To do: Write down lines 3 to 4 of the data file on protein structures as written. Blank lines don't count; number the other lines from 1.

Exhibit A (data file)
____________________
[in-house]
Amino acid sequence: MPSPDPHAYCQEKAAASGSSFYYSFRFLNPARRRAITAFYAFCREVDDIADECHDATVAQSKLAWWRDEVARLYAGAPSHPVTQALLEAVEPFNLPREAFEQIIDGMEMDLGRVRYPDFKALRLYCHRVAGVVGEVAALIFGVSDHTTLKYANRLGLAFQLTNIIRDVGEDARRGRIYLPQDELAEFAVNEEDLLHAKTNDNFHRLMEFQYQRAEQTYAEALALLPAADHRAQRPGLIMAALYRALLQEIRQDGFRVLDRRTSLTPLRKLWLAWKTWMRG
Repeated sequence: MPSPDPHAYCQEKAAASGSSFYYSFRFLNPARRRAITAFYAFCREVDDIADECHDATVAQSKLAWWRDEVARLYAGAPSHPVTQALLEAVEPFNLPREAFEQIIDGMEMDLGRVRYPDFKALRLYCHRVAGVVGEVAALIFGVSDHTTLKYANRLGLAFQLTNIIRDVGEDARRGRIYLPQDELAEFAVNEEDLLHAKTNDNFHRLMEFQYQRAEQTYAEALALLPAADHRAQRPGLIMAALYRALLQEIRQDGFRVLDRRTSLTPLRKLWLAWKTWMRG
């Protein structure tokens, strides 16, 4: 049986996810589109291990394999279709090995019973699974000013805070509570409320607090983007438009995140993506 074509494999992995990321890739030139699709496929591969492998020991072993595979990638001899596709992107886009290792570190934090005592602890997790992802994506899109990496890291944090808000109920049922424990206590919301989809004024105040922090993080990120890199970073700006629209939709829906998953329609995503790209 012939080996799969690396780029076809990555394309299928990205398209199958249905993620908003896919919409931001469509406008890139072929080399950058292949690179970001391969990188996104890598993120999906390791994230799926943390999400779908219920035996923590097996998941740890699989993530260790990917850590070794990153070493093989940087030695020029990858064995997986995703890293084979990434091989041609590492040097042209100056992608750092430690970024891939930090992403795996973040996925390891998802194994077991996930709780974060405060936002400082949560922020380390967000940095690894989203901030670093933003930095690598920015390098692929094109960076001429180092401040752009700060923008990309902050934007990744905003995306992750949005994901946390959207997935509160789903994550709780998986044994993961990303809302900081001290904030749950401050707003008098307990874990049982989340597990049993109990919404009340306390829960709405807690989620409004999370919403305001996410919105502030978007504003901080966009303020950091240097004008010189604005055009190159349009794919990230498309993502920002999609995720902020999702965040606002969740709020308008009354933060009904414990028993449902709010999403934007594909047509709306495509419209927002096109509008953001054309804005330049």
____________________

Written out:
Repeated sequence: MPSPDPHAYCQEKAAASGSSFYYSFRFLNPARRRAITAFYAFCREVDDIADECHDATVAQSKLAWWRDEVARLYAGAPSHPVTQALLEAVEPFNLPREAFEQIIDGMEMDLGRVRYPDFKALRLYCHRVAGVVGEVAALIFGVSDHTTLKYANRLGLAFQLTNIIRDVGEDARRGRIYLPQDELAEFAVNEEDLLHAKTNDNFHRLMEFQYQRAEQTYAEALALLPAADHRAQRPGLIMAALYRALLQEIRQDGFRVLDRRTSLTPLRKLWLAWKTWMRG
């Protein structure tokens, strides 16, 4: 049986996810589109291990394999279709090995019973699974000013805070509570409320607090983007438009995140993506 074509494999992995990321890739030139699709496929591969492998020991072993595979990638001899596709992107886009290792570190934090005592602890997790992802994506899109990496890291944090808000109920049922424990206590919301989809004024105040922090993080990120890199970073700006629209939709829906998953329609995503790209 012939080996799969690396780029076809990555394309299928990205398209199958249905993620908003896919919409931001469509406008890139072929080399950058292949690179970001391969990188996104890598993120999906390791994230799926943390999400779908219920035996923590097996998941740890699989993530260790990917850590070794990153070493093989940087030695020029990858064995997986995703890293084979990434091989041609590492040097042209100056992608750092430690970024891939930090992403795996973040996925390891998802194994077991996930709780974060405060936002400082949560922020380390967000940095690894989203901030670093933003930095690598920015390098692929094109960076001429180092401040752009700060923008990309902050934007990744905003995306992750949005994901946390959207997935509160789903994550709780998986044994993961990303809302900081001290904030749950401050707003008098307990874990049982989340597990049993109990919404009340306390829960709405807690989620409004999370919403305001996410919105502030978007504003901080966009303020950091240097004008010189604005055009190159349009794919990230498309993502920002999609995720902020999702965040606002969740709020308008009354933060009904414990028993449902709010999403934007594909047509709306495509419209927002096109509008953001054309804005330049």